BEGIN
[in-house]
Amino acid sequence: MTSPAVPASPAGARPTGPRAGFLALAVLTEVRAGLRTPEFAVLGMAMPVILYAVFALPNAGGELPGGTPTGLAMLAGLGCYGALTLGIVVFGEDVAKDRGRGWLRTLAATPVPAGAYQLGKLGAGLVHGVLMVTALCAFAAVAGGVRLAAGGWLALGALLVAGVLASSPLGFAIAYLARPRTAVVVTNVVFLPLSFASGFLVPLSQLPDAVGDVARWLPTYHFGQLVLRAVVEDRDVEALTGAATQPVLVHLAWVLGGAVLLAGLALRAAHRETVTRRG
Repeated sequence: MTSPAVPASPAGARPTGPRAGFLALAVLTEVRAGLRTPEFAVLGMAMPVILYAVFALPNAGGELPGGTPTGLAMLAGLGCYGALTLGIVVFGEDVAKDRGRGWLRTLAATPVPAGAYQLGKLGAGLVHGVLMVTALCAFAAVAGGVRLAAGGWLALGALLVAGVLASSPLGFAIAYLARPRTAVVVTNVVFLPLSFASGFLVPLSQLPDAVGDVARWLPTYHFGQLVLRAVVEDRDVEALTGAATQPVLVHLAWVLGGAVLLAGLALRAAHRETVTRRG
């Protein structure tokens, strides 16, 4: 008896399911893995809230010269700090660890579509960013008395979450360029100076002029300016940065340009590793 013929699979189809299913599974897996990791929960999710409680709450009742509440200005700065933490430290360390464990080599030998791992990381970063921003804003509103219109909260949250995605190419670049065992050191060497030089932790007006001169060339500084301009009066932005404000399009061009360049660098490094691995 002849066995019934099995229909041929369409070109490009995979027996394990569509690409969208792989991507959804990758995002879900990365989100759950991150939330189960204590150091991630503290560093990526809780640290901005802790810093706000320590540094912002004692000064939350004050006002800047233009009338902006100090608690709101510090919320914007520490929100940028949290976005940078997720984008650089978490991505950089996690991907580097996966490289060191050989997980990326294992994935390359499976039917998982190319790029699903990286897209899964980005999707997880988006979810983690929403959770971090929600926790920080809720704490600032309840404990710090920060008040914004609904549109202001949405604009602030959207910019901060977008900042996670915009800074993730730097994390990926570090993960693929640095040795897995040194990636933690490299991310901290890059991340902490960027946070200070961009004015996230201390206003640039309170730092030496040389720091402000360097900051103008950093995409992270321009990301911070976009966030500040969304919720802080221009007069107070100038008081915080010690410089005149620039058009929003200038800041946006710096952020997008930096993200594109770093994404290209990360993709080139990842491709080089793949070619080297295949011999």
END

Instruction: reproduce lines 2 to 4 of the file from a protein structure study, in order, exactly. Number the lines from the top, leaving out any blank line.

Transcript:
Amino acid sequence: MTSPAVPASPAGARPTGPRAGFLALAVLTEVRAGLRTPEFAVLGMAMPVILYAVFALPNAGGELPGGTPTGLAMLAGLGCYGALTLGIVVFGEDVAKDRGRGWLRTLAATPVPAGAYQLGKLGAGLVHGVLMVTALCAFAAVAGGVRLAAGGWLALGALLVAGVLASSPLGFAIAYLARPRTAVVVTNVVFLPLSFASGFLVPLSQLPDAVGDVARWLPTYHFGQLVLRAVVEDRDVEALTGAATQPVLVHLAWVLGGAVLLAGLALRAAHRETVTRRG
Repeated sequence: MTSPAVPASPAGARPTGPRAGFLALAVLTEVRAGLRTPEFAVLGMAMPVILYAVFALPNAGGELPGGTPTGLAMLAGLGCYGALTLGIVVFGEDVAKDRGRGWLRTLAATPVPAGAYQLGKLGAGLVHGVLMVTALCAFAAVAGGVRLAAGGWLALGALLVAGVLASSPLGFAIAYLARPRTAVVVTNVVFLPLSFASGFLVPLSQLPDAVGDVARWLPTYHFGQLVLRAVVEDRDVEALTGAATQPVLVHLAWVLGGAVLLAGLALRAAHRETVTRRG
């Protein structure tokens, strides 16, 4: 008896399911893995809230010269700090660890579509960013008395979450360029100076002029300016940065340009590793 013929699979189809299913599974897996990791929960999710409680709450009742509440200005700065933490430290360390464990080599030998791992990381970063921003804003509103219109909260949250995605190419670049065992050191060497030089932790007006001169060339500084301009009066932005404000399009061009360049660098490094691995 002849066995019934099995229909041929369409070109490009995979027996394990569509690409969208792989991507959804990758995002879900990365989100759950991150939330189960204590150091991630503290560093990526809780640290901005802790810093706000320590540094912002004692000064939350004050006002800047233009009338902006100090608690709101510090919320914007520490929100940028949290976005940078997720984008650089978490991505950089996690991907580097996966490289060191050989997980990326294992994935390359499976039917998982190319790029699903990286897209899964980005999707997880988006979810983690929403959770971090929600926790920080809720704490600032309840404990710090920060008040914004609904549109202001949405604009602030959207910019901060977008900042996670915009800074993730730097994390990926570090993960693929640095040795897995040194990636933690490299991310901290890059991340902490960027946070200070961009004015996230201390206003640039309170730092030496040389720091402000360097900051103008950093995409992270321009990301911070976009966030500040969304919720802080221009007069107070100038008081915080010690410089005149620039058009929003200038800041946006710096952020997008930096993200594109770093994404290209990360993709080139990842491709080089793949070619080297295949011999």